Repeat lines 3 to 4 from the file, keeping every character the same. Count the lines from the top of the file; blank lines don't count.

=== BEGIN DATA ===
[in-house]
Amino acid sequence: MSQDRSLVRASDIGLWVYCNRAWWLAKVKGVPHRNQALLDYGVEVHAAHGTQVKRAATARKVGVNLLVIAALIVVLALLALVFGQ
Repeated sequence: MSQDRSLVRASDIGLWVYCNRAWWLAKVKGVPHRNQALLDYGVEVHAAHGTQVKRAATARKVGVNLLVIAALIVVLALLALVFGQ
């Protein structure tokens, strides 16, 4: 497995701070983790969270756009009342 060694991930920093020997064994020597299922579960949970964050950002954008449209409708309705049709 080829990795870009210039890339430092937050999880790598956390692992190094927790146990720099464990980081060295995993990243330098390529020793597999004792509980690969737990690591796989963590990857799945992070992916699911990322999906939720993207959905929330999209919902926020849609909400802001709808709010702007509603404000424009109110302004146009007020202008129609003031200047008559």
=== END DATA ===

Repeated sequence: MSQDRSLVRASDIGLWVYCNRAWWLAKVKGVPHRNQALLDYGVEVHAAHGTQVKRAATARKVGVNLLVIAALIVVLALLALVFGQ
């Protein structure tokens, strides 16, 4: 497995701070983790969270756009009342 060694991930920093020997064994020597299922579960949970964050950002954008449209409708309705049709 080829990795870009210039890339430092937050999880790598956390692992190094927790146990720099464990980081060295995993990243330098390529020793597999004792509980690969737990690591796989963590990857799945992070992916699911990322999906939720993207959905929330999209919902926020849609909400802001709808709010702007509603404000424009109110302004146009007020202008129609003031200047008559």